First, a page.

The open being: I am an artist. Even to write it makes me feel deeply uneasy. I am, I feel, not good enough to be an artist. And this leads me to wonder whether my distaste for the inflated social definition of the artist is not an inverse reflection of secret pride. Have I haughtily rejected the inflation on the outside while entertaining it on the inside? In my passion for learning how to make true for others what I felt to be true for myself (and I cannot remember, except very, very early on, ever not having had this passion), I think I may have fallen into idolatry of those who were able to communicate this way. Artists.

So to think myself an artist was self-idolatry. In a clear wind of the company of artists this summer, I am gently disarmed. We are artists because we are ourselves.

Daybook is a spectacular read in its entirety, with wisdom on everything from the role of daily routine and environment to the relationship between mental health and creativity. Complement it with Dani Shapiro on the pleasures and perils of the creative life and Anna Deavere Smith’s superb Letters to a Young Artist.

Thanks, Dani

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22 AUGUST, 2014

How We Know What We Know: The Art of Adaequatio and Seeing with the Eye of the Heart

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A timeless guide to “understanding the truth that does not merely inform the mind but liberates the soul.”

“What is essential is invisible to the eye,” Antoine de Saint-Exupéry memorably wrote in The Little Prince. Indeed, in our quest to perfect thinking, could we be neglecting those deeper, more intuitive gateways to accessing the essential? Susan Sontag memorably argued that the false polarity of intuition vs. intellect imprisons us, but the question remains — how do we really know what we know? By what mechanism can we truly make sense of the world and our place in it?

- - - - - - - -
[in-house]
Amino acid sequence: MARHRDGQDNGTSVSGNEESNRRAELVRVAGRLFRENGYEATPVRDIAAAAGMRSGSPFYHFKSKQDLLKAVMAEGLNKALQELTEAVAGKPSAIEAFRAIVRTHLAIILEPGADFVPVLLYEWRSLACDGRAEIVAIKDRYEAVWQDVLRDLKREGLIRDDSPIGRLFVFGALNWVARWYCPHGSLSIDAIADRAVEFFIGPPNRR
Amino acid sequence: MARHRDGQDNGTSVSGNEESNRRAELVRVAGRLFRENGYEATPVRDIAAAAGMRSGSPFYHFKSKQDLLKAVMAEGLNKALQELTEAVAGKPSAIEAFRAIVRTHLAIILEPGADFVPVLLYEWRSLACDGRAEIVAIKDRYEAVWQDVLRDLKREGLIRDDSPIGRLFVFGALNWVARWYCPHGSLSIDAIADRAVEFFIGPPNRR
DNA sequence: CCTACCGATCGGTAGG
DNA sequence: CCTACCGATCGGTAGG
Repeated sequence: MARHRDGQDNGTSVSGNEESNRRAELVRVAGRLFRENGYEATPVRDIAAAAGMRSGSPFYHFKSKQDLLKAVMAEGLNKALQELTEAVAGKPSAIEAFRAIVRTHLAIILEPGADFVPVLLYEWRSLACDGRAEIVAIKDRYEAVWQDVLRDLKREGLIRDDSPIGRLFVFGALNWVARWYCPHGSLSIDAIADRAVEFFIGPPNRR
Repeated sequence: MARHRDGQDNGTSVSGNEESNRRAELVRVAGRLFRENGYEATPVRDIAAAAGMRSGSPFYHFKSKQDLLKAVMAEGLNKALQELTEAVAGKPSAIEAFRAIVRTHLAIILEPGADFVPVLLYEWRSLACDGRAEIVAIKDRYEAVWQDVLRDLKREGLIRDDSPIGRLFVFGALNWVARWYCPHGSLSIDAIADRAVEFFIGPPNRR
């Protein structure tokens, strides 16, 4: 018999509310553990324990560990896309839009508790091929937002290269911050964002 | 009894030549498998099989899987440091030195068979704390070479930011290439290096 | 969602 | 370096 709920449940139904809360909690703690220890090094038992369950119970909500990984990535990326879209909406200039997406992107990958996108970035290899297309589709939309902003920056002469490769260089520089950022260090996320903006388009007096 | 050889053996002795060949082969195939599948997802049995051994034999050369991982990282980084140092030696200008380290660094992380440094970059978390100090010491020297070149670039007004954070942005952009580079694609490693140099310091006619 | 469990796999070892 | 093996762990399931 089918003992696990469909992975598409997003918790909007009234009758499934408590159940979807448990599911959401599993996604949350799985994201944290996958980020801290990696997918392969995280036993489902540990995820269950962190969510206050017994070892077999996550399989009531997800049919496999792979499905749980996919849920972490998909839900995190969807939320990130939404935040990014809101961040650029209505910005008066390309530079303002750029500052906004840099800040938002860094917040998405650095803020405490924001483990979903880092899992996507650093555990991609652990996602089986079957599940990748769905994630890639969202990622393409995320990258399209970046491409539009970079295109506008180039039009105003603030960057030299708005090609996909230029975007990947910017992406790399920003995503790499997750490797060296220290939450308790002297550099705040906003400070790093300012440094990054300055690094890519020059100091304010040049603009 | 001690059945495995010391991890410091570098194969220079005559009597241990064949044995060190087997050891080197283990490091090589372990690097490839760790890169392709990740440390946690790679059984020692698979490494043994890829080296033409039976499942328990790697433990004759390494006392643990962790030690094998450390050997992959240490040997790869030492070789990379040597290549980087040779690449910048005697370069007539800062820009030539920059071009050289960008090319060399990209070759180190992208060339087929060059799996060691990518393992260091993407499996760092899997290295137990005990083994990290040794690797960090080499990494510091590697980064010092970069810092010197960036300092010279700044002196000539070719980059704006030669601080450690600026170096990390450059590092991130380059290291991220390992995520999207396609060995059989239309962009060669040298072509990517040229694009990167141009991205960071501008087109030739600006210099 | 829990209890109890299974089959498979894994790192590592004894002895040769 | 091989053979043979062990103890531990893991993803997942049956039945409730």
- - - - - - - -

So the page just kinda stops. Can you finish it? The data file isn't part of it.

A decade after his influential clarion call for prioritizing people over goods and creativity over consumption, British economic theorist and philosopher E.F. Schumacher turned to this delicate subject in his 1977 essay collection A Guide for the Perplexed (public library) — not to be confused with this Werner Herzog gem of the same title — in which Schumacher also explored how to map the meaning of life.

Schumacher considers the concept of adaequatio:

What enables man to know anything at all about the world around him? … Nothing can be known without there being an appropriate “instrument” in the makeup of the knower. This is the Great Truth of “adaequatio” (adequateness), which defines knowledge as adaequatio rei et intellectus — the understanding of the knower must be adequate to the thing to be known.

Building upon his notion of the five Levels of Being, Schumacher bridges the physical and the metaphysical:

Our five bodily senses make us adequate to the lowest Level of Being — inanimate matter. But they can supply nothing more than masses of sense data, to “make sense” of which we require abilities or capacities of a different order. We may call them “intellectual senses.” Without them we should be unable to recognize form, pattern, regularity, harmony, rhythm, and meaning, not to mention life, consciousness, and self-awareness. While the bodily senses may be described as relatively passive, mere receivers of whatever happens to come along and to a large extent controlled by the mind, the intellectual senses are mind-in-action, and their keenness and reach are qualities of the mind itself.

Illustration by Vladimir Radunsky from 'On a Beam of Light: A Story of Albert Einstein' by Jennifer Berne. Click image for more.